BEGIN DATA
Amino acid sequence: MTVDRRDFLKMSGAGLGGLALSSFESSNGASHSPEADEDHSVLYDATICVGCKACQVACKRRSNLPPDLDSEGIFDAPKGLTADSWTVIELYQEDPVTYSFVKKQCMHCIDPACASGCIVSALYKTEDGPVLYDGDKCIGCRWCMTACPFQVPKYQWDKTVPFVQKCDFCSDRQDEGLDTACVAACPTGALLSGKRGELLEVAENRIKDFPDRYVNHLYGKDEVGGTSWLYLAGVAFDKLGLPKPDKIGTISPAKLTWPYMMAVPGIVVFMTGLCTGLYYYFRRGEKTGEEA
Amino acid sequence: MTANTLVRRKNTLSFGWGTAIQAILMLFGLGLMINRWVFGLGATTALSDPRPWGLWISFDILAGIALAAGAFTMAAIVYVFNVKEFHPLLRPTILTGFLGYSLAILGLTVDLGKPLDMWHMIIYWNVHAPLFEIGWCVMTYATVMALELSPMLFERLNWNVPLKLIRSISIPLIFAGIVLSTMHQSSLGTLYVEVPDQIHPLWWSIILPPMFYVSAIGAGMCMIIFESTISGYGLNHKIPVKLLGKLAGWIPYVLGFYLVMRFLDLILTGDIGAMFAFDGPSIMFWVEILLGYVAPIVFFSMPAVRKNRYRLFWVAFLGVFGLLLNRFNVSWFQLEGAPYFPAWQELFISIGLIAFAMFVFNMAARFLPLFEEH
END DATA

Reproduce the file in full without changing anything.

Amino acid sequence: MTVDRRDFLKMSGAGLGGLALSSFESSNGASHSPEADEDHSVLYDATICVGCKACQVACKRRSNLPPDLDSEGIFDAPKGLTADSWTVIELYQEDPVTYSFVKKQCMHCIDPACASGCIVSALYKTEDGPVLYDGDKCIGCRWCMTACPFQVPKYQWDKTVPFVQKCDFCSDRQDEGLDTACVAACPTGALLSGKRGELLEVAENRIKDFPDRYVNHLYGKDEVGGTSWLYLAGVAFDKLGLPKPDKIGTISPAKLTWPYMMAVPGIVVFMTGLCTGLYYYFRRGEKTGEEA
Amino acid sequence: MTANTLVRRKNTLSFGWGTAIQAILMLFGLGLMINRWVFGLGATTALSDPRPWGLWISFDILAGIALAAGAFTMAAIVYVFNVKEFHPLLRPTILTGFLGYSLAILGLTVDLGKPLDMWHMIIYWNVHAPLFEIGWCVMTYATVMALELSPMLFERLNWNVPLKLIRSISIPLIFAGIVLSTMHQSSLGTLYVEVPDQIHPLWWSIILPPMFYVSAIGAGMCMIIFESTISGYGLNHKIPVKLLGKLAGWIPYVLGFYLVMRFLDLILTGDIGAMFAFDGPSIMFWVEILLGYVAPIVFFSMPAVRKNRYRLFWVAFLGVFGLLLNRFNVSWFQLEGAPYFPAWQELFISIGLIAFAMFVFNMAARFLPLFEEH